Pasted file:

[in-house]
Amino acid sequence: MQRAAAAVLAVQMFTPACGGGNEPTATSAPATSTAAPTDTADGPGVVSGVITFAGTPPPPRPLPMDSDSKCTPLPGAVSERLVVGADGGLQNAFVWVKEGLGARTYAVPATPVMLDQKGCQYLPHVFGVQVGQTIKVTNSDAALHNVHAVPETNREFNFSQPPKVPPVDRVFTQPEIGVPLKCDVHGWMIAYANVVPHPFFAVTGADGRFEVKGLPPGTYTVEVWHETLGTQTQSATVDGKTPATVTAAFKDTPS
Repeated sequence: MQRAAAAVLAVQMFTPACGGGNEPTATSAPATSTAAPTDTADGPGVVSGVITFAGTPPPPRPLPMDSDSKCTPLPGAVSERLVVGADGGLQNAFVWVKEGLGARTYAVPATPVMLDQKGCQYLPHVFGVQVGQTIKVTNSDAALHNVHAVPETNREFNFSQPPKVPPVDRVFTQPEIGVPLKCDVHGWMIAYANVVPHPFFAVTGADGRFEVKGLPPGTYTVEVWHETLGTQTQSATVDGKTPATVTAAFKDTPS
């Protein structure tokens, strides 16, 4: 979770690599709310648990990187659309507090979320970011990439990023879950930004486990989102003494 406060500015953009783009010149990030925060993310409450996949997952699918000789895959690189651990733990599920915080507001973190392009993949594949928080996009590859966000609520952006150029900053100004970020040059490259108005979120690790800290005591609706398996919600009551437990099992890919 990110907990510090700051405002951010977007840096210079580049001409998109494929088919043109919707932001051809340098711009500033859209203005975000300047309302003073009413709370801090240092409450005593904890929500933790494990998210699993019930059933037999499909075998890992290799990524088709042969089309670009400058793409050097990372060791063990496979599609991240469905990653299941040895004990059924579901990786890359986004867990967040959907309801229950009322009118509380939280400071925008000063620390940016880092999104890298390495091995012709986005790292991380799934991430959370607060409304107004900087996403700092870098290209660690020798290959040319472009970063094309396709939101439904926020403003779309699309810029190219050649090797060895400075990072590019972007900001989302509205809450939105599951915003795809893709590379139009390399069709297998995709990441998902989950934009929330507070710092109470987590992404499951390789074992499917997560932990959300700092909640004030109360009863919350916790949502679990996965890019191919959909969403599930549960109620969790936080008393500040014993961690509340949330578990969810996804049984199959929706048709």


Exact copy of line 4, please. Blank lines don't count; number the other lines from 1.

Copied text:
């Protein structure tokens, strides 16, 4: 979770690599709310648990990187659309507090979320970011990439990023879950930004486990989102003494 406060500015953009783009010149990030925060993310409450996949997952699918000789895959690189651990733990599920915080507001973190392009993949594949928080996009590859966000609520952006150029900053100004970020040059490259108005979120690790800290005591609706398996919600009551437990099992890919 990110907990510090700051405002951010977007840096210079580049001409998109494929088919043109919707932001051809340098711009500033859209203005975000300047309302003073009413709370801090240092409450005593904890929500933790494990998210699993019930059933037999499909075998890992290799990524088709042969089309670009400058793409050097990372060791063990496979599609991240469905990653299941040895004990059924579901990786890359986004867990967040959907309801229950009322009118509380939280400071925008000063620390940016880092999104890298390495091995012709986005790292991380799934991430959370607060409304107004900087996403700092870098290209660690020798290959040319472009970063094309396709939101439904926020403003779309699309810029190219050649090797060895400075990072590019972007900001989302509205809450939105599951915003795809893709590379139009390399069709297998995709990441998902989950934009929330507070710092109470987590992404499951390789074992499917997560932990959300700092909640004030109360009863919350916790949502679990996965890019191919959909969403599930549960109620969790936080008393500040014993961690509340949330578990969810996804049984199959929706048709």